How to assess the left ventricle using handheld ECHO
Left ventricular (LV) dimensions and function can be assessed qualitatively with a handheld echocardiography (HHE) device.
Assessing left ventricular dimensions with handheld echocardiography
Left ventricular size is reduced when the ventricular cavity appears small in an under-filled patient. On the other hand, LV dimensions may be increased when there is LV dysfunction or volume overload, such as severe mitral or aortic regurgitation.
Figure 1. Signs of reduced left ventricle (LV) dimensions include a small LV cavity in an underfilled patient and a dilated LV cavity in a patient with severe mitral or aortic regurgitation.
Assessing left ventricular function with handheld echocardiography
Left ventricular function is described qualitatively by assessing myocardial wall thickening, inward motion of the LV cavity in systole, and outward motion in diastole.
Each myocardial segment should be assessed, and the presence of regional wall motion abnormalities described. In the parasternal long-axis (PLAX) view, regional wall motion abnormalities can be seen affecting the anteroseptal wall.
Figure 2. Signs of left ventricular dysfunction in the parasternal long-axis (PLAX) view include regional wall motion abnormalities affecting the anteroseptal wall.
To see a great example of left ventricular dysfunction (regional wall abnormalities in the anteroseptal wall), check out this short video clip from our COVID Mini: Handheld ECHO Course:
Ventricular function should be described as normal or impaired (mild, moderate, or severe). In cases where myocardial contraction is more pronounced than normal (as seen in pathological states such as sepsis or hypovolemia), the term ‘hyperdynamic’ is applied.
Assessing left ventricle function in patients with COVID-19
Case reports of patients with COVID-19 have shown evidence of myocarditis. In an echocardiogram, there may be evidence of reduced myocardial wall thickness and a reduction in LV systolic function in patients with COVID-19.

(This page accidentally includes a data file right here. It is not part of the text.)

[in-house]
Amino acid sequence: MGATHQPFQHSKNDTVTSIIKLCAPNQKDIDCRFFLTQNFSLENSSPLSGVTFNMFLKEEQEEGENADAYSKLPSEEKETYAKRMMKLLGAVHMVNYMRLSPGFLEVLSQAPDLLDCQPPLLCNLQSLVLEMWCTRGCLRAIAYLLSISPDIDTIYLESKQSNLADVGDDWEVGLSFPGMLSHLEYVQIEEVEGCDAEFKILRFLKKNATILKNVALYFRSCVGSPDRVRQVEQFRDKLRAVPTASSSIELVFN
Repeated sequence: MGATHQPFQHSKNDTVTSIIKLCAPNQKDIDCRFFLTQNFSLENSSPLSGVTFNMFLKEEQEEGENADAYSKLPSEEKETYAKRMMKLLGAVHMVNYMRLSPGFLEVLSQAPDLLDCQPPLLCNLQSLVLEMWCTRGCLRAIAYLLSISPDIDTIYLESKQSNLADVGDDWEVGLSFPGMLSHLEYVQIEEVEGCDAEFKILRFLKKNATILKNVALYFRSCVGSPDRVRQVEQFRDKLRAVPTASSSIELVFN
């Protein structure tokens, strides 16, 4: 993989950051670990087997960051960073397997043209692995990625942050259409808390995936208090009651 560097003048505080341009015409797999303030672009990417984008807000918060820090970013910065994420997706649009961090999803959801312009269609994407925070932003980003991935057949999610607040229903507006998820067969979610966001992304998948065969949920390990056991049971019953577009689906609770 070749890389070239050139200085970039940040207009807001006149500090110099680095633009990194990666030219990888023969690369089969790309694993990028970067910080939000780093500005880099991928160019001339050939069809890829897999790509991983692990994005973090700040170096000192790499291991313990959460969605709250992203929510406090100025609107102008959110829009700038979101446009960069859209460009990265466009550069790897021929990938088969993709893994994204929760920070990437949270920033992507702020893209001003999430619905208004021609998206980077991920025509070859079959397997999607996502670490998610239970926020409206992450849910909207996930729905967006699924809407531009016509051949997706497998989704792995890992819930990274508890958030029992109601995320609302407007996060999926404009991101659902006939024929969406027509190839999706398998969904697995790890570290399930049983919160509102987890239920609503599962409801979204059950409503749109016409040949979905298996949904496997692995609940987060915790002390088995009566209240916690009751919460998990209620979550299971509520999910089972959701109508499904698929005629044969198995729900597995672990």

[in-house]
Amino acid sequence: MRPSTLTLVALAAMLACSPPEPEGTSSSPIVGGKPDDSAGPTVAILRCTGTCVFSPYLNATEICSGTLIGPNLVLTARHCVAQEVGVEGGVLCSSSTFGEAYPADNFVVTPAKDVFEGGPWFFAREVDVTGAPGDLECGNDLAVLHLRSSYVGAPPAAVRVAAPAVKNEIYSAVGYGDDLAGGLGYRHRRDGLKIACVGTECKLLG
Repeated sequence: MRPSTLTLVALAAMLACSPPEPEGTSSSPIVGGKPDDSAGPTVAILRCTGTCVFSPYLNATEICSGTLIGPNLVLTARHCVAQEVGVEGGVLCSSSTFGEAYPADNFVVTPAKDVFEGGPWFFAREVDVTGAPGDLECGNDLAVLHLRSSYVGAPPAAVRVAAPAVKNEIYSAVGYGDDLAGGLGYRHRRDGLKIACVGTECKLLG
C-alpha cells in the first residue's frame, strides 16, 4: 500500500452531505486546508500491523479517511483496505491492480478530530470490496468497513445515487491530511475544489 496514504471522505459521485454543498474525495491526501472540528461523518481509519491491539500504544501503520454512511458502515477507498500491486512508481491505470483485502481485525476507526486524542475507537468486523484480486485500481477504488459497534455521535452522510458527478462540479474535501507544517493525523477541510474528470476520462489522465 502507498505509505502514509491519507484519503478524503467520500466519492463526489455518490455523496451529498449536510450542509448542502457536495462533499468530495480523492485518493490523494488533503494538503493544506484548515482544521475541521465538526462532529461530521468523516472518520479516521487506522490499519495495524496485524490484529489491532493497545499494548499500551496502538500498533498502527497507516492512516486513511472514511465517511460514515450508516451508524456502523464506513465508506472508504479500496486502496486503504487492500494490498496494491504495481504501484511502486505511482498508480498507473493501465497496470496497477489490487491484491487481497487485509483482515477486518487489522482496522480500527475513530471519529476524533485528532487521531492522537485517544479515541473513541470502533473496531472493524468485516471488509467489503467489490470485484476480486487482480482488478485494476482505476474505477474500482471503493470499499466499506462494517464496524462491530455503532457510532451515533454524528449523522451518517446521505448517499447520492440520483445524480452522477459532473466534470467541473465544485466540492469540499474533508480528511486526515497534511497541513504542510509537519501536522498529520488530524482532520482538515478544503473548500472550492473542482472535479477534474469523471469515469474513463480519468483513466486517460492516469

Myocarditis after a SARS-CoV-2 infection may cause global or regional ventricular impairments, which typically do not correspond to coronary territory.
Figure 3. Parasternal long-axis (PLAX) view of global ventricular impairments in a patient with myocarditis after infection with SARS-CoV-2.
Check out this short video clip from our COVID Mini: Handheld ECHO Course to see an example of myocarditis in a patient with COVID-19:
There are also documented cases of acute Takotsubo—or stress-induced—cardiomyopathy after a SARS-CoV-2 infection.
Typically, there is transient LV dysfunction with a characteristic pattern of apical and midsegment hypokinesia which gives rise to the classical apical ballooning appearance. There are also widespread electrocardiogram (ECG) changes with raised troponin levels.
Figure 4. Signs of acute Takotsubo cardiomyopathy include transient LV dysfunction with a characteristic pattern of apical and midsegment hypokinesia, which gives rise to the apical ballooning appearance seen here.
To see an example of the apical and midsegment hypokinesia, characteristic of Takotsubo cardiomyopathy in a patient with COVID-19, check out this short video clip from our COVID Mini: Handheld ECHO Course:
Where doubt remains and infection control measures allow, cardiac magnetic resonance (CMR) imaging can provide incremental information that allows for the detection of relevant functional and tissue changes useful in differentiating Takotsubo cardiomyopathy from acute coronary syndromes.
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